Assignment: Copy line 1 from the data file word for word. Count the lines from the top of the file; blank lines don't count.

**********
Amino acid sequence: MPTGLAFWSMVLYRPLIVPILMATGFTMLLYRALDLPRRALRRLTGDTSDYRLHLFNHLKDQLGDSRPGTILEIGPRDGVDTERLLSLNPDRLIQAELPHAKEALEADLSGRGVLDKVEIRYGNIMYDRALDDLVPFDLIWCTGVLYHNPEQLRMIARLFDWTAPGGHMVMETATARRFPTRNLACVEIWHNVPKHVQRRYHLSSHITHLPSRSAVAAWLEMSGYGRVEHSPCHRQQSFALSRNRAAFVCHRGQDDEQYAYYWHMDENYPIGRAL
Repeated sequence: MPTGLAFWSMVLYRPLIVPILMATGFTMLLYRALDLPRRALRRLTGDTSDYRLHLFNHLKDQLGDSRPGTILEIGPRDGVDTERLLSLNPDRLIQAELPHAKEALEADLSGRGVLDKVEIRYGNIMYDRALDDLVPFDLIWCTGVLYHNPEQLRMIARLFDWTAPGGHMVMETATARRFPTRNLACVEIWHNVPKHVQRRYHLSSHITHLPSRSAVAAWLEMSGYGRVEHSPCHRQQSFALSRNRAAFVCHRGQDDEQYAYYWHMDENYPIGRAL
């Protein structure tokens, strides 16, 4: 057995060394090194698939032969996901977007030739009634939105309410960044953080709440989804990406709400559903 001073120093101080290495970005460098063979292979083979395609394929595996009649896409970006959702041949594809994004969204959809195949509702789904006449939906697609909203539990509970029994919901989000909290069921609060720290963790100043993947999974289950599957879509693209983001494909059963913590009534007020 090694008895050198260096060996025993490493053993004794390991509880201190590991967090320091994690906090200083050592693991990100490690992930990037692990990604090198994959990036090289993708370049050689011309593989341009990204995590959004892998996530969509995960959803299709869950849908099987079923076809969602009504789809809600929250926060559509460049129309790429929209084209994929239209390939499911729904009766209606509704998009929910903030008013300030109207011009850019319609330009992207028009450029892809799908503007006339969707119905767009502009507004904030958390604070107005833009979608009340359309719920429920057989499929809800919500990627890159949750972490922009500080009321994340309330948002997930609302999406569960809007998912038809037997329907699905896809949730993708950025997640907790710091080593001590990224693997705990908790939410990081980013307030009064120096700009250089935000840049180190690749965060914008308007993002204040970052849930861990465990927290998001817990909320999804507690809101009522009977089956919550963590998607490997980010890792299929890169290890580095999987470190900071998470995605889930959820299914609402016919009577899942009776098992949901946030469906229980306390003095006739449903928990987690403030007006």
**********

Amino acid sequence: MPTGLAFWSMVLYRPLIVPILMATGFTMLLYRALDLPRRALRRLTGDTSDYRLHLFNHLKDQLGDSRPGTILEIGPRDGVDTERLLSLNPDRLIQAELPHAKEALEADLSGRGVLDKVEIRYGNIMYDRALDDLVPFDLIWCTGVLYHNPEQLRMIARLFDWTAPGGHMVMETATARRFPTRNLACVEIWHNVPKHVQRRYHLSSHITHLPSRSAVAAWLEMSGYGRVEHSPCHRQQSFALSRNRAAFVCHRGQDDEQYAYYWHMDENYPIGRAL